Now into its fifth decade, Workship is a community service program that is distinctive to PBA, creating opportunities for students to respond to human needs with Christ-like action in the community and the world. The program was created by Dr. Jess Moody, founder of PBA, and his wife, Doris, and it requires all undergraduate students to volunteer at least 45 hours annually at nonprofit agencies, churches and schools. As PBA celebrates its 55th anniversary this year, Workship is projected to reach four million hours of service. Countless students, community partners and nonprofits have been impacted by the vision of Dr. Moody and Doris when they founded Workship in 1968.
Bailey Hughes, a PBA alumna who graduated in 2013, is among the list of individuals whose life was changed through her experience with Workship. The native Iowan discovered PBA from a pamphlet she received in the mail. “I toured PBA before my senior year of high school and I absolutely fell in love with the campus,” Hughes explained. “Before I knew it, I was packing up all my belongings and moving 1,500 miles away from home, not knowing a soul.”
During Welcome Week, PBA offers a wide array of activities and events for freshmen, giving them a taste of campus life and an opportunity to connect with fellow Sailfish. One of the events is a Workship project, where students are able to partake in a time of worship and community service. Hughes signed up, and her eyes were immediately opened to an entirely different world. “I was shocked that there was such wealth and poverty within mere miles of each other in West Palm Beach,” she said. Workship made her aware of the needs of those right in her own backyard.
After graduating, Hughes got married and she and her husband found themselves drawn to foster care and adoption. Soon after obtaining their foster care license, their house became a revolving door of sorts. Over the span of five years they fostered 23 children – four of whom they adopted.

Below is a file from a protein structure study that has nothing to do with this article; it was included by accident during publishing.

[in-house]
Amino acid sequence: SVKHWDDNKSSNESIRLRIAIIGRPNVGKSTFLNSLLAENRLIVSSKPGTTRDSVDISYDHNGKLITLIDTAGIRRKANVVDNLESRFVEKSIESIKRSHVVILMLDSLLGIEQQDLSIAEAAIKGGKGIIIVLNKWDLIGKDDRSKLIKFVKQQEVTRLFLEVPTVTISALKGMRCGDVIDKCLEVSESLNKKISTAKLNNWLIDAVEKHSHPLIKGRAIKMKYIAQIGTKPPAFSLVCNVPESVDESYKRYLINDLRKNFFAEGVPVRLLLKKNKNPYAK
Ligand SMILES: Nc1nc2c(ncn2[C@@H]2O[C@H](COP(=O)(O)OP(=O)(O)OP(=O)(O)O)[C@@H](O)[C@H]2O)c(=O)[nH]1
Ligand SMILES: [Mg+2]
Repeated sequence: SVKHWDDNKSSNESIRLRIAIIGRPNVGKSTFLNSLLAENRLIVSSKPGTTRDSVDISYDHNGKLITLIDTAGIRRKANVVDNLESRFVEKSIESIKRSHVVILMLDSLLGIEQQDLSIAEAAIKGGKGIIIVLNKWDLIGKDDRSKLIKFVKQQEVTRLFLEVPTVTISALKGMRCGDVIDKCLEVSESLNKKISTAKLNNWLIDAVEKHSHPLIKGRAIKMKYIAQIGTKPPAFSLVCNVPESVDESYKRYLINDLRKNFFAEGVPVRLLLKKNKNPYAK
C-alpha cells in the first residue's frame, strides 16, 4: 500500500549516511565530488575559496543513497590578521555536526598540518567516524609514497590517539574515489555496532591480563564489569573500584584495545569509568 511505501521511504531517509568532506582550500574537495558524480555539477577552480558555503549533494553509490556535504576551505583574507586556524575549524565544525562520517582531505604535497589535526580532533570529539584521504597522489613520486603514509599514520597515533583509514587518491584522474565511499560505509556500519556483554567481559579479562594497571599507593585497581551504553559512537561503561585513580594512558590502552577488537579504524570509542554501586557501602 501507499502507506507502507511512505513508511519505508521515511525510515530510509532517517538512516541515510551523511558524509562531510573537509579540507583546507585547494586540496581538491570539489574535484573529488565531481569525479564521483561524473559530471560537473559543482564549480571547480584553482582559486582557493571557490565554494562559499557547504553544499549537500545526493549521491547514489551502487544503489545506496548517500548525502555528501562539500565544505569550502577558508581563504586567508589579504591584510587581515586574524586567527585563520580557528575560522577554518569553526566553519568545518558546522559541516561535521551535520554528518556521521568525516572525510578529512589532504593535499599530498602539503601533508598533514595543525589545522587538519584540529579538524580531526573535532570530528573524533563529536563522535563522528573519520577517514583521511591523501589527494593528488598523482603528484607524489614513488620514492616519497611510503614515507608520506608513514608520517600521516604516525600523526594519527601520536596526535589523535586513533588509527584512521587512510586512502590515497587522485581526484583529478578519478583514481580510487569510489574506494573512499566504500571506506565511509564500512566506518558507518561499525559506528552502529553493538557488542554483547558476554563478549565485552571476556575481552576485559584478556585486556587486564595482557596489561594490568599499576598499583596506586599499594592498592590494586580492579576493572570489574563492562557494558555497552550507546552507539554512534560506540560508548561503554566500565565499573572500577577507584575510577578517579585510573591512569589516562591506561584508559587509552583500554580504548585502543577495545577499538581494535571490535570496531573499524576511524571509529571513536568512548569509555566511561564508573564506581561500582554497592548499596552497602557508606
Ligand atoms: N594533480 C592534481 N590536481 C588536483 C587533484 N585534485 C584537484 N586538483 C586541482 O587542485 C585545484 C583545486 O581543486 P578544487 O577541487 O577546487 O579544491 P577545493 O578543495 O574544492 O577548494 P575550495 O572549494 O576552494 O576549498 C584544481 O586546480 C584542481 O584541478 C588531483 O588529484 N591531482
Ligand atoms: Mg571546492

In 2021, Hughes and her husband closed their home, but she had a hard time walking away from foster care as it so profoundly impacted her life. “Because of my personal experiences, I recognized that there was this need to get supplies to families and children that were entering the foster care system,” she explained. In an effort to provide a solution, Hughes and her sister, Makayla, founded The Hands and Feet, a nonprofit designed to provide basic resources directly to the doorsteps of children in the foster care system. In the first two years alone, The Hands and Feet has served over 3,500 children, and they are continuing to grow at a rapid pace.
“The Hands and Feet has just exploded since we first began,” said Hughes. “I feel like those four years that I spent at PBA being poured into were so formative. Workship taught me about the community surrounding me, and it played a huge role in what I am doing today.” In September, Hughes was awarded PBA’s Alumna of the Year Award during Homecoming & Family Weekend. One of the highest honors bestowed by the University, the award is given to a graduate who exemplifies PBA’s mission to grow in wisdom, lead with conviction and serve God boldly.
To learn more about The Hands and Feet, visit www.thehandsandfeet.org.
Click here to watch Bailey share more about her journey to serving families in foster care.